The next morning, as soon as the sun broke, Sam pulled on his heavy coat and gloves, had his mother wrap his scarf around his neck, and hurried out the garage door on his bike. When he arrived at Wild Bill’s Bakery, he pushed at the door, slamming his wind frozen face against the glass when it refused to open. Sam stumbled back and for the first time noticed that the bakery’s windows were dark and the sign had been flipped over from the inside of the glass door. “Closed.” Sam huddled down against the brick wall and waited. When his family visited his grandparents, Sam’s grandpa was always up with a cup of coffee before sunlight, so Sam didn’t understand why Wild Bill wasn’t already stirring the pail of icing in preparation for their meeting. Sam pulled his scarf over his red nose as he continued to wait. At 7:45 he got on his bike and rode slowly to school. At 3:35 that afternoon, he pulled up again to the bakery door. Dark windows. “Closed.”
On Friday November 9th Sam Harrison read the obituary of William Andrew Morris. Could he really be reading about Wild Bill? Sam ran into the next room where his mother was dusting their wooden TV cabinet. “Was Mrs. Wild Bill really called Linda? Was he really in the Army?’’ Sam asked.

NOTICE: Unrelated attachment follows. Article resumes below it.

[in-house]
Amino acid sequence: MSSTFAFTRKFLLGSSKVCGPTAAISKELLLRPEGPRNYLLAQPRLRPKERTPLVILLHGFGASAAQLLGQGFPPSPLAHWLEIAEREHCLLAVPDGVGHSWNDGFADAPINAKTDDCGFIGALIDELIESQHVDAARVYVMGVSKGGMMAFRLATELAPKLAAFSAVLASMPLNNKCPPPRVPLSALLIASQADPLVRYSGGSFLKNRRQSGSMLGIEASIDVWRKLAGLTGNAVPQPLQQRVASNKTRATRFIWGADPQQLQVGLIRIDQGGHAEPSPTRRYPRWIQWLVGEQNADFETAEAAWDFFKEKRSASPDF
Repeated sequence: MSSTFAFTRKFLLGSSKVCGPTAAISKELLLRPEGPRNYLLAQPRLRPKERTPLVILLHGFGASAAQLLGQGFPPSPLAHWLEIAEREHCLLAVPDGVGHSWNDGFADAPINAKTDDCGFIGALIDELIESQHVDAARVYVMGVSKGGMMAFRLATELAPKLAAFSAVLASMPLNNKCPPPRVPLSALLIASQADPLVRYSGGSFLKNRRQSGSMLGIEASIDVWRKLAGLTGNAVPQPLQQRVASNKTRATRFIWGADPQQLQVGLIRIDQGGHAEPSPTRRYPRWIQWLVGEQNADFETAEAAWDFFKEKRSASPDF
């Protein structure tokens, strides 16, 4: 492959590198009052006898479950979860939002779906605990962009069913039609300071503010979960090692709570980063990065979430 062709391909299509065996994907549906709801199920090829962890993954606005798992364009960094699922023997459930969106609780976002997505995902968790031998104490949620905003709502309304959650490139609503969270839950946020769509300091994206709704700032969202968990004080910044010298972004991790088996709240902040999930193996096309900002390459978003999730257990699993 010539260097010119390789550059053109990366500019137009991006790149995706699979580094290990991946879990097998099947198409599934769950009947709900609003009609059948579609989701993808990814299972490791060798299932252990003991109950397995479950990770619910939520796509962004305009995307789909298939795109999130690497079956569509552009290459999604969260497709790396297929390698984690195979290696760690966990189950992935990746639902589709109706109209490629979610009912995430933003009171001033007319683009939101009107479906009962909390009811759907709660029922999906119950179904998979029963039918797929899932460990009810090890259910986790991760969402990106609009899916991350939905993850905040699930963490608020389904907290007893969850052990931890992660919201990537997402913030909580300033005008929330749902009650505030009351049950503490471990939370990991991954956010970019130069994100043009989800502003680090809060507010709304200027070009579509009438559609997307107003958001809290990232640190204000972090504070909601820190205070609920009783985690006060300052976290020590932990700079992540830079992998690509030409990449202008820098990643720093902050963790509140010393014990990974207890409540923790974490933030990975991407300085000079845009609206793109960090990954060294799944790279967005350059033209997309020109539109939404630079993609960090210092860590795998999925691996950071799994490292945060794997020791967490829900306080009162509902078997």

“Linda? Yes, that sounds right. And he did seem interested in what branch your father served last time we were in there, so yes, I suppose he might’ve been in the Army. Of course your father’s Navy. Oh, Sam, how did your cake turn out? You flew outta here this morning so fast you forgot to rinse your oatmeal bowl in the sink.”
Sam was back in the kitchen looking over the newspaper page before his mother had finished. Yes, the facts all seemed to be there. But there was so much not there. Where was Wild Bill’s laugh? His big smile? His ten-gallon chef’s hat? Where was the way he made Sam smile and talked to him like an adult rather than a kid? Those few black and white words may have told the story of William Andrew Morris, but they couldn’t have been about Wild Bill. “Just a summary,” thought Sam. “There’s a heck of a lot more to Wild Bill than what ya’ see on that paper.”
About the Author
Daniel Miller is a science teacher in Amarillo, TX. He holds advanced degrees from Duke University and the University of Edinburgh.